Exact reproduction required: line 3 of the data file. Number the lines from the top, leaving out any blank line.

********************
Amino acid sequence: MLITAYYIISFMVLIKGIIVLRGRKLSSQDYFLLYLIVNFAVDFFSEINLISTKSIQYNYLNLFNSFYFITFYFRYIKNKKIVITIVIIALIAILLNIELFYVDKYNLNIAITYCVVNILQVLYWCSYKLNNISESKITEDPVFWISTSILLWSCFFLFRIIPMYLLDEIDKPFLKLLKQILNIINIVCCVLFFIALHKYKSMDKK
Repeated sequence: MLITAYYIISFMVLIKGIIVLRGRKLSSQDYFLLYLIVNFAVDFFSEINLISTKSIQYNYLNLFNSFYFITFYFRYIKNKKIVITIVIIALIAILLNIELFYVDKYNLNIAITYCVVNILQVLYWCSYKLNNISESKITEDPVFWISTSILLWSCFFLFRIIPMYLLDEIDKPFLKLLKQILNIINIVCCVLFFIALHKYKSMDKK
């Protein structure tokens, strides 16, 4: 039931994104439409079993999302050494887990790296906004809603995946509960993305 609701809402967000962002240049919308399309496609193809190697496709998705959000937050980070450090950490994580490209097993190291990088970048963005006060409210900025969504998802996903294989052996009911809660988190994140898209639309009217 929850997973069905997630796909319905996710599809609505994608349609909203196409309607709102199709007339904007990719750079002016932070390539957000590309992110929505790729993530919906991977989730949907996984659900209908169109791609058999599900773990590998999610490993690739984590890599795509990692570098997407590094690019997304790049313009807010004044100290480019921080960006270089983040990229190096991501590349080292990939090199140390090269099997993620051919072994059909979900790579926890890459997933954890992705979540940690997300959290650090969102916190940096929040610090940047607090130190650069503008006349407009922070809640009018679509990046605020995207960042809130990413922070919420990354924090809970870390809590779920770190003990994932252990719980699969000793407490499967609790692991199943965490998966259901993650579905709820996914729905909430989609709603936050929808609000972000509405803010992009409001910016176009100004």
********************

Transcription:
């Protein structure tokens, strides 16, 4: 039931994104439409079993999302050494887990790296906004809603995946509960993305 609701809402967000962002240049919308399309496609193809190697496709998705959000937050980070450090950490994580490209097993190291990088970048963005006060409210900025969504998802996903294989052996009911809660988190994140898209639309009217 929850997973069905997630796909319905996710599809609505994608349609909203196409309607709102199709007339904007990719750079002016932070390539957000590309992110929505790729993530919906991977989730949907996984659900209908169109791609058999599900773990590998999610490993690739984590890599795509990692570098997407590094690019997304790049313009807010004044100290480019921080960006270089983040990229190096991501590349080292990939090199140390090269099997993620051919072994059909979900790579926890890459997933954890992705979540940690997300959290650090969102916190940096929040610090940047607090130190650069503008006349407009922070809640009018679509990046605020995207960042809130990413922070919420990354924090809970870390809590779920770190003990994932252990719980699969000793407490499967609790692991199943965490998966259901993650579905709820996914729905909430989609709603936050929808609000972000509405803010992009409001910016176009100004």